Prospective payment has come to inpatient psychiatry. Last month the
Centers for Medicare and Medicaid Services (CMS) published a final rule
implementing a new prospective payment system (PPS) for the nation's inpatient
psychiatric facilities. The new system will go into effect for payment periods
beginning on or after January 1, 2005.
The new rule implements a per diem system of prospective payment—as
opposed to the per-case system using diagnosis-related groups (DRGs) that has
been in place for many other health care facilities since 1983—with
daily rates adjusted for a host of factors that can influence the cost of
care. The rule marks the end of the two-decade exemption for psychiatric
facilities from prospective payment under Medicare.
Since that time, facilities offering psychiatric services were paid instead
using a cost-based system under rules established by the Tax Equity and Fiscal
Responsibility Act of 1982 (TEFRA).
APA leaders emphasized the landmark nature of the shift to prospective
payment, a change that will entail the redistribution of billions of federal
dollars for inpatient care of patients with psychiatric disorders.
"The new prospective payment system is an important step forward in
payment for inpatient psychiatric care under the Medicare program, as the
TEFRA payment method has proven problematic for many providers," said
APA President-elect Steven Sharfstein, M.D.
Joseph T. English, M.D., a leader in APA's negotiations with the government
around reimbursement for inpatient psychiatry for the past two decades, said
APA has been heavily involved in working with the government to develop a
workable system of prospective payment for inpatient psychiatry.
He noted that APA has also partnered with the Health Economics and Outcomes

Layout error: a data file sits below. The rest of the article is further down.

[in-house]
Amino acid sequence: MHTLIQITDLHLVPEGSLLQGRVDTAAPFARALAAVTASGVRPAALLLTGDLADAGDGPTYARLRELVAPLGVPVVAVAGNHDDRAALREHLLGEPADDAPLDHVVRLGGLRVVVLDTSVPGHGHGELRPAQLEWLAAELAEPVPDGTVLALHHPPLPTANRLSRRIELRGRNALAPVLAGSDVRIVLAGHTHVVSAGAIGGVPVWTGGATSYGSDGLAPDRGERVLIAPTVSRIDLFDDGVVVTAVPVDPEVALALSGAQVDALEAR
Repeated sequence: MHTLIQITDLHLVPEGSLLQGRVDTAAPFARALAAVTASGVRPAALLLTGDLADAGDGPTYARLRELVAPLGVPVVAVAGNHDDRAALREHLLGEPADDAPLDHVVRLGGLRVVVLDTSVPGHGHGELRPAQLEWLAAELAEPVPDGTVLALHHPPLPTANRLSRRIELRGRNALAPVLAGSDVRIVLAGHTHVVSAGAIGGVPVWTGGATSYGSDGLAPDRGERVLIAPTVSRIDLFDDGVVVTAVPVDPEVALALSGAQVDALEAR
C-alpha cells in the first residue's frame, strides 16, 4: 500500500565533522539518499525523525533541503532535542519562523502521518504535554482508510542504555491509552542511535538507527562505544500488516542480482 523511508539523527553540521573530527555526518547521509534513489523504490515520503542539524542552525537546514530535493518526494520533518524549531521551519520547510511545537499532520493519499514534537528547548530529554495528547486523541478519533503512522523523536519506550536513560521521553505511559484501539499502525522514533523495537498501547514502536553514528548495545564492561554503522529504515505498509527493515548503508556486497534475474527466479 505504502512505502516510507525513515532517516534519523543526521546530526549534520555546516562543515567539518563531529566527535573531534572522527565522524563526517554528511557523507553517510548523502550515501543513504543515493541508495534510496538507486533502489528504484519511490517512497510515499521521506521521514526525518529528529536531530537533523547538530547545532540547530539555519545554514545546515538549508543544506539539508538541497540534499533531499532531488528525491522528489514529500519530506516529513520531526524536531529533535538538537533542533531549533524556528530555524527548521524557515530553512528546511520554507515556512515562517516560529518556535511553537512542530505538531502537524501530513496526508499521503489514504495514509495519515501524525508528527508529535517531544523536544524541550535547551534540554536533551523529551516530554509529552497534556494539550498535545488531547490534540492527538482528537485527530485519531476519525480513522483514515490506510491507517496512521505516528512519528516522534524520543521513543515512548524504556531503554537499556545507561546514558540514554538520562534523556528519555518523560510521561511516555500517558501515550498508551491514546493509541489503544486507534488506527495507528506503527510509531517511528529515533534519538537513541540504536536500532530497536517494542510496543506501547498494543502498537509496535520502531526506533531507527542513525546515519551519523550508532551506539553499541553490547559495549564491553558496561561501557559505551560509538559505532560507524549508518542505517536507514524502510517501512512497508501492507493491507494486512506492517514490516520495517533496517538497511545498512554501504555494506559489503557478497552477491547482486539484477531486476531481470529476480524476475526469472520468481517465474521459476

Research Institute (THEORI), a consultant group linked to the Greater New York
Hospital Association, in developing a method of data collection for
reimbursement under the new system that relies on existing Medicare claims
That method replaces a government proposal that would have required
psychiatric hospitals to use a lengthy, costly, and time-consuming "new
patient assessment" instrument to collect data.
"The major point is that the methodology we developed does not place
another major administrative burden on the hospital or the clinician,"
English said. "It means that hospitals that provide psychiatric services
will be reimbursed by a method that allocates resources fairly and based on
information that the hospital already collects."
He is a past president of APA and current chair of APA's Committee on
Reimbursement for Psychiatric Care. He is also chair of the Mental Health and
Substance Abuse Committee of the Greater New York Hospital Association, as
well as chair of psychiatry at St. Vincent Catholic Medical Centers and
professor and chair of psychiatry at New York Medical College.
It was English who led the effort two decades ago to exempt inpatient
psychiatry from prospective payment based on the system of DRGs used for
general hospitals and other health care facilities. That exemption spared
hospital-based psychiatry a reimbursement system that would have cost the
hospitals roughly $200 million a year in lost funding, or $4 billion over the
20-year period, English told Psychiatric News.
English noted that the redistribution of resources under the new payment
system will mean, invariably, that there will be winners and losers. Exactly
how the new system will affect individual hospitals remains to be seen,
An analysis of the new rule is being conducted by APA's Office of
Healthcare Systems and Financing, the APA Committee on Reimbursement for
Psychiatric Care, and THEORI. When the review is complete, a report on how the
rule may affect hospitals in general will appear in Psychiatric
During the first cost-reporting period after the rule goes into effect in
January, hospitals will receive a 25 percent/75 percent blend of PPS and TEFRA
payment methodologies, with a staged increase in prospective payment until
July 1, 2008, by which time all hospitals will be reimbursed under the new
The final rule includes the following key provisions, according to a
preliminary reading by APA's Office of Healthcare Systems and Financing:
Medicare's final rule for prospective payment for inpatient
psychiatric facilities is posted online at<www.cms.hhs.gov/providers/ipfpps/cms-1213-f.pdf>.▪